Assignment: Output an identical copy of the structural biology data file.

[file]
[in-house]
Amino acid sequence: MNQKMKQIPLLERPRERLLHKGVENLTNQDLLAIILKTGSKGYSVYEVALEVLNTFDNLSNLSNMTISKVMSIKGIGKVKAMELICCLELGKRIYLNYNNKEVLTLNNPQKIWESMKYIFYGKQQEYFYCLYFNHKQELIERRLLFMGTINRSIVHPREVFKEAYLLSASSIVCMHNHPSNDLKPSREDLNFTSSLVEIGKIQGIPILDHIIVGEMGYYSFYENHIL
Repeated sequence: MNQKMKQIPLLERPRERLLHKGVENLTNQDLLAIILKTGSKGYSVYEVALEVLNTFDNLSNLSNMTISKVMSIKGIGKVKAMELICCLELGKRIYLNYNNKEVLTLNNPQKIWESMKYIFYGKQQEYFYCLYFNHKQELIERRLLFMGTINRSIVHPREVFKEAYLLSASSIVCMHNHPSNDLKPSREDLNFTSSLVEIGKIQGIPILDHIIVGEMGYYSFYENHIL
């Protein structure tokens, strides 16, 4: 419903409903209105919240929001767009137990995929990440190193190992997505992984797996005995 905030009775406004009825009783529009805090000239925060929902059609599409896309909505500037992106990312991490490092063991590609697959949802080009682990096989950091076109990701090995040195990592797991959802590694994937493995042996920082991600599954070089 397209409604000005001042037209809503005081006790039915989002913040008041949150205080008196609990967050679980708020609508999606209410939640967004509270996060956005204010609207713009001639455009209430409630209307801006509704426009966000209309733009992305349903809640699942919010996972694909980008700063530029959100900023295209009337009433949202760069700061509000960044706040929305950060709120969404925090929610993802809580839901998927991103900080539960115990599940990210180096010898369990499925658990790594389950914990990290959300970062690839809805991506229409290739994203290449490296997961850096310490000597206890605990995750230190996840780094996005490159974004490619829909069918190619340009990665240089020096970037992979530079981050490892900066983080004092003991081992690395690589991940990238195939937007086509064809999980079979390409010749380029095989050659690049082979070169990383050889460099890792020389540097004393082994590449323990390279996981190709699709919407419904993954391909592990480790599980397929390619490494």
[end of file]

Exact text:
[in-house]
Amino acid sequence: MNQKMKQIPLLERPRERLLHKGVENLTNQDLLAIILKTGSKGYSVYEVALEVLNTFDNLSNLSNMTISKVMSIKGIGKVKAMELICCLELGKRIYLNYNNKEVLTLNNPQKIWESMKYIFYGKQQEYFYCLYFNHKQELIERRLLFMGTINRSIVHPREVFKEAYLLSASSIVCMHNHPSNDLKPSREDLNFTSSLVEIGKIQGIPILDHIIVGEMGYYSFYENHIL
Repeated sequence: MNQKMKQIPLLERPRERLLHKGVENLTNQDLLAIILKTGSKGYSVYEVALEVLNTFDNLSNLSNMTISKVMSIKGIGKVKAMELICCLELGKRIYLNYNNKEVLTLNNPQKIWESMKYIFYGKQQEYFYCLYFNHKQELIERRLLFMGTINRSIVHPREVFKEAYLLSASSIVCMHNHPSNDLKPSREDLNFTSSLVEIGKIQGIPILDHIIVGEMGYYSFYENHIL
């Protein structure tokens, strides 16, 4: 419903409903209105919240929001767009137990995929990440190193190992997505992984797996005995 905030009775406004009825009783529009805090000239925060929902059609599409896309909505500037992106990312991490490092063991590609697959949802080009682990096989950091076109990701090995040195990592797991959802590694994937493995042996920082991600599954070089 397209409604000005001042037209809503005081006790039915989002913040008041949150205080008196609990967050679980708020609508999606209410939640967004509270996060956005204010609207713009001639455009209430409630209307801006509704426009966000209309733009992305349903809640699942919010996972694909980008700063530029959100900023295209009337009433949202760069700061509000960044706040929305950060709120969404925090929610993802809580839901998927991103900080539960115990599940990210180096010898369990499925658990790594389950914990990290959300970062690839809805991506229409290739994203290449490296997961850096310490000597206890605990995750230190996840780094996005490159974004490619829909069918190619340009990665240089020096970037992979530079981050490892900066983080004092003991081992690395690589991940990238195939937007086509064809999980079979390409010749380029095989050659690049082979070169990383050889460099890792020389540097004393082994590449323990390279996981190709699709919407419904993954391909592990480790599980397929390619490494």